I think they’re doing the best they can, given the circumstances. Basically, what the administration is doing right now is definitely what I would recommend doing. But I don’t know if we can say if it will work or not. The real test is going to be over a long period of time. I don’t think this is going to be a short, sharp crisis.
What do you mean?
Putin has been trying to control Ukraine for years. They cut off the gas to Ukraine in 2006. He’s been in power for 22 years, and all that time he’s had Ukraine in his sights one way or another, and it’s intensified over time. Putin wants to be the person who, under his watch, under his presidency, brings Ukraine back into Russia’s orbit. And he could be president until 2036, depending on what is possible for him.
Is it fundamentally ideological for him, or geopolitical?
It’s about him personally – his heritage, his view of himself, his view of Russian history. Putin clearly sees himself as a protagonist in Russian history and puts himself in the shoes of former Russian leaders who tried to come together in what he sees as Russian land. Ukraine is the outlier, the one that got away that he has to bring back.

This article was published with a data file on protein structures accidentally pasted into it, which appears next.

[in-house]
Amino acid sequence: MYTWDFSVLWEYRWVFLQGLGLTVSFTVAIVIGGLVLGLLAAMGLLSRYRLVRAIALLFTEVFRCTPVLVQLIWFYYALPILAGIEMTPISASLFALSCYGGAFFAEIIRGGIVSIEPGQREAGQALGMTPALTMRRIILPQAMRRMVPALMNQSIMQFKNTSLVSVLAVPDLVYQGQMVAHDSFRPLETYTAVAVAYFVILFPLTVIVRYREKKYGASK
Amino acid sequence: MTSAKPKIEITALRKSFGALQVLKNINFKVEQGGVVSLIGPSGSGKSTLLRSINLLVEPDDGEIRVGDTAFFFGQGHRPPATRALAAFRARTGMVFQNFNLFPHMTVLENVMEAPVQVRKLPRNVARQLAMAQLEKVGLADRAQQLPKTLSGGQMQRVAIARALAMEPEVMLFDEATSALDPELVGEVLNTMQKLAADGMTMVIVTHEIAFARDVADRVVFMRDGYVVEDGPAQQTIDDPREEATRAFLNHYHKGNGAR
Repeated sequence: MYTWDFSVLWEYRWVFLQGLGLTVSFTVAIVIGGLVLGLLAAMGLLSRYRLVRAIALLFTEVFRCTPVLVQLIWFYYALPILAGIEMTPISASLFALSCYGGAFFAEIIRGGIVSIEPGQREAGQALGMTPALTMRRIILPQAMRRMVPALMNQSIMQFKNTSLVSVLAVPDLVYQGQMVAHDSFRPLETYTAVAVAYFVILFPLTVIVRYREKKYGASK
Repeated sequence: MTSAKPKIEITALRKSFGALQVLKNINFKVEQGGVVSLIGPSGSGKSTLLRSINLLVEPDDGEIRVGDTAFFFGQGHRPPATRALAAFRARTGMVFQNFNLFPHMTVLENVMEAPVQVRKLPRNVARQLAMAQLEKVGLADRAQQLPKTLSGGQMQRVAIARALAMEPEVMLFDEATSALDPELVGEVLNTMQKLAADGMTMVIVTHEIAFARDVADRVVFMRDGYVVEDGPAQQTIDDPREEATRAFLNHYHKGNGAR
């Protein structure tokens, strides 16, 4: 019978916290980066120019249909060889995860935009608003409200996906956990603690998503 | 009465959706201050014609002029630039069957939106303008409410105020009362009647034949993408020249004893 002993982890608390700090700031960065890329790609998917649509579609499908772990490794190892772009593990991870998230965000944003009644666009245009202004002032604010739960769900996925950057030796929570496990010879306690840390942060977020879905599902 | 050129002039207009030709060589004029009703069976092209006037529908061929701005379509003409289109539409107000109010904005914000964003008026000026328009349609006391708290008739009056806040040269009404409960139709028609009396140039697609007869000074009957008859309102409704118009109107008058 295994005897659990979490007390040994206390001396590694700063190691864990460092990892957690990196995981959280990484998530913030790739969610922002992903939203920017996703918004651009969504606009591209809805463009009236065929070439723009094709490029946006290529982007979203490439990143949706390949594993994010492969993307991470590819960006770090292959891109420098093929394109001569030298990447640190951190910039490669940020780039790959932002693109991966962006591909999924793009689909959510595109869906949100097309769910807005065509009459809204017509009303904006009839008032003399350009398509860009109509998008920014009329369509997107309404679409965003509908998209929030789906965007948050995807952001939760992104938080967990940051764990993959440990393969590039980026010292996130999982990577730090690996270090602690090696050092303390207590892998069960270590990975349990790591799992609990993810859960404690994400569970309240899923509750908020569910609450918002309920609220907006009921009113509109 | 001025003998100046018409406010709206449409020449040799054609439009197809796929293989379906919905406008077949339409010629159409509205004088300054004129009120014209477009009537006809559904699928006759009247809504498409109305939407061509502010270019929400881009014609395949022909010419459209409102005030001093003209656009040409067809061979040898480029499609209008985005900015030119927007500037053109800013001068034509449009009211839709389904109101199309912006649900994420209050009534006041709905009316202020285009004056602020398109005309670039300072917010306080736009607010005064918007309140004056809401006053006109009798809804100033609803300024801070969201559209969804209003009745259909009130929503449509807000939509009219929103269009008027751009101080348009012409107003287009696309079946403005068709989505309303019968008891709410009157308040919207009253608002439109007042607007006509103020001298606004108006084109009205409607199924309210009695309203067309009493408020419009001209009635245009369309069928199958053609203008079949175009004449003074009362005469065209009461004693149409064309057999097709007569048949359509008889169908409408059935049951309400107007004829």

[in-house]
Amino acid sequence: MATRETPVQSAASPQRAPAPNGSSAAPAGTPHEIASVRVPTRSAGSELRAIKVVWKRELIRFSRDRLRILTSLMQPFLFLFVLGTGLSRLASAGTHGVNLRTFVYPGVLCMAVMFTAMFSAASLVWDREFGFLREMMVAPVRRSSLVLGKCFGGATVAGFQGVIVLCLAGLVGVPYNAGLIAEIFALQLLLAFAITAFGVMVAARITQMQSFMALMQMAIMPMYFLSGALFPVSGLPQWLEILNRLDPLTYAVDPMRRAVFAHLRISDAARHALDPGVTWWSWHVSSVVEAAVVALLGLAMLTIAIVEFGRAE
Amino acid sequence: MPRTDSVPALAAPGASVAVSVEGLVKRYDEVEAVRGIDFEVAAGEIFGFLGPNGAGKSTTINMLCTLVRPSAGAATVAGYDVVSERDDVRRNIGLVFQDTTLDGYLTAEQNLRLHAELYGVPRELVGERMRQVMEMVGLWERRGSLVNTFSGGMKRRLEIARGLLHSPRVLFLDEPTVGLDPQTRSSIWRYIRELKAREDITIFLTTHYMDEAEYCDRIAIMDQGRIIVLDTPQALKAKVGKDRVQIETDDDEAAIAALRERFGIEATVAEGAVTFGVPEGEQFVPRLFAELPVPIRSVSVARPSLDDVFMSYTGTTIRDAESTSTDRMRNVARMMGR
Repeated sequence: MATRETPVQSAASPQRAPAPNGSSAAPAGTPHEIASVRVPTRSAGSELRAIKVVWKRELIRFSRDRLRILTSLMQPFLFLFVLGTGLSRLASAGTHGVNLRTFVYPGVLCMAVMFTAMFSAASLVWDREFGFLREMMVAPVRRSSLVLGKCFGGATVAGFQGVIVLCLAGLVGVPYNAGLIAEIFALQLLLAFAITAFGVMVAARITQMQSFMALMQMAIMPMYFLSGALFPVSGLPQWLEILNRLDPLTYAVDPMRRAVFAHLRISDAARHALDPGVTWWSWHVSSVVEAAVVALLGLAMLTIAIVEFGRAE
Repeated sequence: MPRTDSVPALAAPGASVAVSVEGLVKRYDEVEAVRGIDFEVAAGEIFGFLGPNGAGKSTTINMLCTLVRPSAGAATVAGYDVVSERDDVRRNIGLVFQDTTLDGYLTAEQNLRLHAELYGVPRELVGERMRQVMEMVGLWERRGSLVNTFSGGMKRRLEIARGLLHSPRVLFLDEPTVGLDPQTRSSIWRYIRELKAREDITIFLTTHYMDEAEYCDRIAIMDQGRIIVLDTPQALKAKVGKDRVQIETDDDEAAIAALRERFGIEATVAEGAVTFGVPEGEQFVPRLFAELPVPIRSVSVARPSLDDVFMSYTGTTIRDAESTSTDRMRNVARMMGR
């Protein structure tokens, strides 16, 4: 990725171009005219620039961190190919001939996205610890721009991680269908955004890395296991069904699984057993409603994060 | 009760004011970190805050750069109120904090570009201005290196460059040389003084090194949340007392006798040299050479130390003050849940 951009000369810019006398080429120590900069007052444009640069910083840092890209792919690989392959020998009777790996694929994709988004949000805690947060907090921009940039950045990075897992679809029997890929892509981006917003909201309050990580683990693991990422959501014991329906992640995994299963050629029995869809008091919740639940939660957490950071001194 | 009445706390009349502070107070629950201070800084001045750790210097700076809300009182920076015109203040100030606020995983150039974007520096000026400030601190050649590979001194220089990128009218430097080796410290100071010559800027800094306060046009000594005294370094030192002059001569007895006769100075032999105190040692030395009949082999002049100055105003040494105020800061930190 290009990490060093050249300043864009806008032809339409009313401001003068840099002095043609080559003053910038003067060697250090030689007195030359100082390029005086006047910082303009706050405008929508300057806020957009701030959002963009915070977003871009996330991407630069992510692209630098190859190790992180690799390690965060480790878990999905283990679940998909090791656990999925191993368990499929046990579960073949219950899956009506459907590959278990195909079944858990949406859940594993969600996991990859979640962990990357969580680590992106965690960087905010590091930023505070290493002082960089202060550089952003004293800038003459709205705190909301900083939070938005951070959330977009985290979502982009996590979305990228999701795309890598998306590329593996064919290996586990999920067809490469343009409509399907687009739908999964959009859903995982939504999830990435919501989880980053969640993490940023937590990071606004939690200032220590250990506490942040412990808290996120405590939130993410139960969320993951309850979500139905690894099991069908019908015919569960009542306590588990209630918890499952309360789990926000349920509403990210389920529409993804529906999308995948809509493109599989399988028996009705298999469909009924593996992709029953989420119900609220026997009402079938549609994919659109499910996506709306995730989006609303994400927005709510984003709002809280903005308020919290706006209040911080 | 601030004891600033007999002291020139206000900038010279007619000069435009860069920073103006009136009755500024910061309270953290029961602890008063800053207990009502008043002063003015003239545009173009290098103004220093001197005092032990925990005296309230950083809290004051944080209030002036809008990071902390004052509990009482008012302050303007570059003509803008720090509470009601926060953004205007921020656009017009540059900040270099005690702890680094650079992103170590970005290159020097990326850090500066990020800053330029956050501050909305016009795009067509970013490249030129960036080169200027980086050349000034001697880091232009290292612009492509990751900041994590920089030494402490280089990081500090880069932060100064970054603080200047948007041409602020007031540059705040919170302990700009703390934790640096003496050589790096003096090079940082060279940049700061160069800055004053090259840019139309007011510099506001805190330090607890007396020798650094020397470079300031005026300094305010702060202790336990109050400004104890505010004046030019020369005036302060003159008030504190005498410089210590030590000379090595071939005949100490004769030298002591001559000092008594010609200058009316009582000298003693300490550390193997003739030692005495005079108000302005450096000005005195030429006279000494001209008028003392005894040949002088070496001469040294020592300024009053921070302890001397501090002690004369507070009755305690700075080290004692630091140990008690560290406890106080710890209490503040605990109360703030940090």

And does that mean he’s behaving irrationally here?
No, I don’t think he’s irrational at all, from his point of view. He is in a different setting from the one where we are. He lives in the story and his telling of the story. He is also part of a larger group of security officials in Russia who have opposed NATO expansion; they want the United States out of Europe.
But it seems that he has worsened his security situation.
It’s from our point of view, from the outside. We don’t know exactly what it says internally. From his current point of view, he is putting pressure on Ukraine and the Ukrainian economy is crushed. He has our full attention. We’re all running around doing nothing but talking about him. As he would say, he makes us listen now. Whether we hear him on the terms he wants us to use is another matter.